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  • Writer's pictureAkhil Kadidal

A Snapshot of the Past

Updated: Oct 16, 2021

I am astonished by this photograph, which fell into my hands almost accidentally.

The photo, taken at government house, from circa 1956, shows my grandfather (in black), surrounded by a rare constellation of accomplished humans. At the far left is the famed Russian artist Svetoslav Roerich. Next is K F Patil, a minister in the-then government, my grandmother who later became a well-known vernacular novelist, ...., then Lady Patil (who appears to be melting away into the background). Beside her, with the runoff from the sari covering the top of her head, is the educator and a hero of India's independence struggle, Aruna Asif Ali. On her left is Lady C V Raman, wife of the Nobel-prize winning scientist, and at the far right is the actress Devika Rani who happened to be married to Roerich.

Roerich's Painting of His Wife

I am told the Roerich's were friends of my grandfather, and as I write this, I am acutely aware of the distance of time and how everything fades. Svetoslav died in 1993, and Devika the following year.

The Roerich estate, outside the city, now stands empty, its grounds having served as hamlets for squatters. It is also a victim of a sloth-like government bureaucracy that lacks the willpower to turn it into a museum but announces grandiose plans whenever it is politically or economically expedient.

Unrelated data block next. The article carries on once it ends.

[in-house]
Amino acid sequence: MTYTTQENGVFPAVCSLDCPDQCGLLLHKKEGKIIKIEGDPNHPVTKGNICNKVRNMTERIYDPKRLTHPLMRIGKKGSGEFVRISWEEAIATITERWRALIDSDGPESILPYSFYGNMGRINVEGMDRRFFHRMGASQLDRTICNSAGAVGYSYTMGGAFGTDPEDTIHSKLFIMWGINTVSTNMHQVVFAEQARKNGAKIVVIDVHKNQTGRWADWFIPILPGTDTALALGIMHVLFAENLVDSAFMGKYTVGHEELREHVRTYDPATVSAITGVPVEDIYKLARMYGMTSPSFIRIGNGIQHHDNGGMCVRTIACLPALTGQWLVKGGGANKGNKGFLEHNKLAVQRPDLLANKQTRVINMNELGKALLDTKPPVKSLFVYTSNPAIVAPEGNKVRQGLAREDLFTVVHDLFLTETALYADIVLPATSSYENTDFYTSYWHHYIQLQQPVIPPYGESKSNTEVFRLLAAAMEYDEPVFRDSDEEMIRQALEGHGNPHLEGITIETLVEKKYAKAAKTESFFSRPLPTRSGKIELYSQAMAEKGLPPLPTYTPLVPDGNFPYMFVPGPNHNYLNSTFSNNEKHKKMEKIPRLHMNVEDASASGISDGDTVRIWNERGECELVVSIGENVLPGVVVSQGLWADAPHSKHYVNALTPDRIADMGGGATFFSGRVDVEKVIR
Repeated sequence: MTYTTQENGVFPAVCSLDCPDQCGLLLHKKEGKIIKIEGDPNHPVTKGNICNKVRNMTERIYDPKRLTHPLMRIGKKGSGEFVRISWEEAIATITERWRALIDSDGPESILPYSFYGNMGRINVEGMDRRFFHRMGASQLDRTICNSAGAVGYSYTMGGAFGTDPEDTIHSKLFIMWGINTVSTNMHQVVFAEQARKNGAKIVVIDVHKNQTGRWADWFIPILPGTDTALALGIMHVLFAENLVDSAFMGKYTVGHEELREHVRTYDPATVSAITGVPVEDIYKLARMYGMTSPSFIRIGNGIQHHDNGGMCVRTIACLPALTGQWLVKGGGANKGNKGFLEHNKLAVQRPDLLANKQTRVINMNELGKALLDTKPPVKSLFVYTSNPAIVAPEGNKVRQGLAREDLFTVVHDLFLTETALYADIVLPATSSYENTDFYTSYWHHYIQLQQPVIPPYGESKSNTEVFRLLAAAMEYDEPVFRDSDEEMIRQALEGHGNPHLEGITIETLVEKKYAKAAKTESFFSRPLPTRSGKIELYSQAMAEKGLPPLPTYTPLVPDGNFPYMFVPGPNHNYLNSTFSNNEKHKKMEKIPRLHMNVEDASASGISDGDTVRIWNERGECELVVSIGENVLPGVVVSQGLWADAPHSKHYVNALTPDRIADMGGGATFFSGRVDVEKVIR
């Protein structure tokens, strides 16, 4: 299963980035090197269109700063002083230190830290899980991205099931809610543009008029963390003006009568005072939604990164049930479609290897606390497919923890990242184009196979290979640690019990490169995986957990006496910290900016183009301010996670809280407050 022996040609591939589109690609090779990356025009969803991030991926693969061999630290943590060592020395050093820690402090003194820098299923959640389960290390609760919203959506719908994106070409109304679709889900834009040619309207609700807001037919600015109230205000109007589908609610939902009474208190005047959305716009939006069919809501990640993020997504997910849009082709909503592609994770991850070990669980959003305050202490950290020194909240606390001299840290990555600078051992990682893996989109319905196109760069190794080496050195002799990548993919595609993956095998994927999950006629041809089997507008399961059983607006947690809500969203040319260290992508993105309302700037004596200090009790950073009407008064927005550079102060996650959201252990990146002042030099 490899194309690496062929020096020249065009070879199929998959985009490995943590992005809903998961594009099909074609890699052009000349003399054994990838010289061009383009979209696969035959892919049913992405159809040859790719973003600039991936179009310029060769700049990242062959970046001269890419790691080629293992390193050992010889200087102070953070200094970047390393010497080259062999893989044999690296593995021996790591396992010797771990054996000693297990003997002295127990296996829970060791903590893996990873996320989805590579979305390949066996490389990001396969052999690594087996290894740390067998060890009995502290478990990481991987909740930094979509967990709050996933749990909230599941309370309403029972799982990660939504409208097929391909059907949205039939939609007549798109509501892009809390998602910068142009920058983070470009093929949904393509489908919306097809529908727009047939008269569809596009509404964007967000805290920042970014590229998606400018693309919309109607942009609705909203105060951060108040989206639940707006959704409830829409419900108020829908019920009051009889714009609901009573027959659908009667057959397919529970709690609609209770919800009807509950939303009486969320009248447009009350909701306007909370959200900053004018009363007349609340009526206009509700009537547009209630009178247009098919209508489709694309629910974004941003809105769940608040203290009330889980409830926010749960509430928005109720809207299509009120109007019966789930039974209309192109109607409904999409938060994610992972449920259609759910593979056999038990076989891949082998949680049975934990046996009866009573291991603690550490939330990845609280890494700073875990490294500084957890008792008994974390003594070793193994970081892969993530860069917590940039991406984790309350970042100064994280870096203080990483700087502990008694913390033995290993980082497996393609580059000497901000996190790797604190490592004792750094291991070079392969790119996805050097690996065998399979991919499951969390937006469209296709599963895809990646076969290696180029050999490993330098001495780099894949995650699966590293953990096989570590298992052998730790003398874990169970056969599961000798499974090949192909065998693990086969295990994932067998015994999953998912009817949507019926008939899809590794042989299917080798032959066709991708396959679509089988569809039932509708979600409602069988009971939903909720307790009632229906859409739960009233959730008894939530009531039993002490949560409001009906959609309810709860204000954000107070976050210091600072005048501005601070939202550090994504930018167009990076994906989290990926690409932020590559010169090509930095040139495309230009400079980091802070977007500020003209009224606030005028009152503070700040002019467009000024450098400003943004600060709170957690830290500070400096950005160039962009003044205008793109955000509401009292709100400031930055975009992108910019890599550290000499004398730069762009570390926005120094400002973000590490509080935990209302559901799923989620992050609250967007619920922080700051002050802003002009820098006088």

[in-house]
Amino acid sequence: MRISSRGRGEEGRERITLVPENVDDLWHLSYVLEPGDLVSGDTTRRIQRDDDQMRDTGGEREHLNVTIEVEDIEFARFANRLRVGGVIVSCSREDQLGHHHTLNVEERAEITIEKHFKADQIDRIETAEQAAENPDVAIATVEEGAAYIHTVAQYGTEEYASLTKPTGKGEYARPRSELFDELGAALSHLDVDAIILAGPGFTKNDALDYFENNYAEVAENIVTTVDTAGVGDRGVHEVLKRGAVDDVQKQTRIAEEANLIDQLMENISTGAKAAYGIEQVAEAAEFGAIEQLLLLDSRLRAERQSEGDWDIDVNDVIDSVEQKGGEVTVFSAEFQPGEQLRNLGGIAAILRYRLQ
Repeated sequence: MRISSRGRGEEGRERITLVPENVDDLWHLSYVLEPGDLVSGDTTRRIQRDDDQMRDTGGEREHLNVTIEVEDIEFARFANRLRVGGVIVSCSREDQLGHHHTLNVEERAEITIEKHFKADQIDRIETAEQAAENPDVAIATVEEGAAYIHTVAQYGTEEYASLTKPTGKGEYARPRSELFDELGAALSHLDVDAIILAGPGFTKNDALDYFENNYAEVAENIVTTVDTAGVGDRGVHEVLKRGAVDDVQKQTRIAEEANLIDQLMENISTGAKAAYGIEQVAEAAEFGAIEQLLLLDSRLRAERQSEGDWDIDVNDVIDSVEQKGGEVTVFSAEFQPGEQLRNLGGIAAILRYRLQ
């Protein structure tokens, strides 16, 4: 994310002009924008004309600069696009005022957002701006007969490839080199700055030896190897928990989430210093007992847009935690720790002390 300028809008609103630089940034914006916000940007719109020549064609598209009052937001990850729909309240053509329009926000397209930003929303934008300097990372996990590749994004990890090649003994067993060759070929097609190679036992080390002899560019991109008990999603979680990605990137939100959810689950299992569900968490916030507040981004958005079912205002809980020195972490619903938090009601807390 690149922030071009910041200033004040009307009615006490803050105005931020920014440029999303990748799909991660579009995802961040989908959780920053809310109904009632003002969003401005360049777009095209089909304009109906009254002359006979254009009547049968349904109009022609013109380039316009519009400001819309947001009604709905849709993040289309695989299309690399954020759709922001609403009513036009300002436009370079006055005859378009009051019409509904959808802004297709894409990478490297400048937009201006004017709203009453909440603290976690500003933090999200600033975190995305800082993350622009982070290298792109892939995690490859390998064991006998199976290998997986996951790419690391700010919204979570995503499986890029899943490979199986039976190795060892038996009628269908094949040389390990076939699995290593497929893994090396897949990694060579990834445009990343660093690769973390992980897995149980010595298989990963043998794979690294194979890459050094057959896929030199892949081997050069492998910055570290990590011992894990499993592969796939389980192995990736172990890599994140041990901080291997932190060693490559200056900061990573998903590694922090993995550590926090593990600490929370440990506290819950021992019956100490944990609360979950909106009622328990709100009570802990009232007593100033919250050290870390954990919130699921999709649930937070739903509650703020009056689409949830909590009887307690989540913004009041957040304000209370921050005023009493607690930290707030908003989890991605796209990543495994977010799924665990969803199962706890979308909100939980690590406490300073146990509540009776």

Portrait of the artists Nicholas Roerich in a Tibetan Robe, painted by his son, Svetoslav Roerich in 1933.
Roerich's painting of the elder Roerich

There are rumors that the house itself is haunted. Clearly preposterous but in a reality where it could be true, by whom? Roerich's? What would his ghost have to say to mortals who intrude?

I haven't the foggiest what happened to Minister Patil or Lady Raman, but they too have faded away into dust. Aruna Asif Ali died in 1996.

As for my grandfather, it happened that he too was a hero of the independence struggle, and at the risk of sounding hyperbolic, a legend in his time for his extreme devotion to morality and ethics.

His feats, which helped win India her independence from the British empire, saw him rise to become the third Chief Minister of the state of Mysore (as it was known then), equivalent to a Governor in the United States. It was at that time, that the above photograph was taken. In the years since his death in 1992, I find myself wondering about the sacrifices that he made to achieve his idealistic dream of free and progressive India.

Seeing the shenanigans of the modern political class, the bloat of excess and moral decadence that embodies the modern Indian government, I fear his life's work may have been in vain. I tell myself it is better to have dreamed and tried, then not having tried at all.

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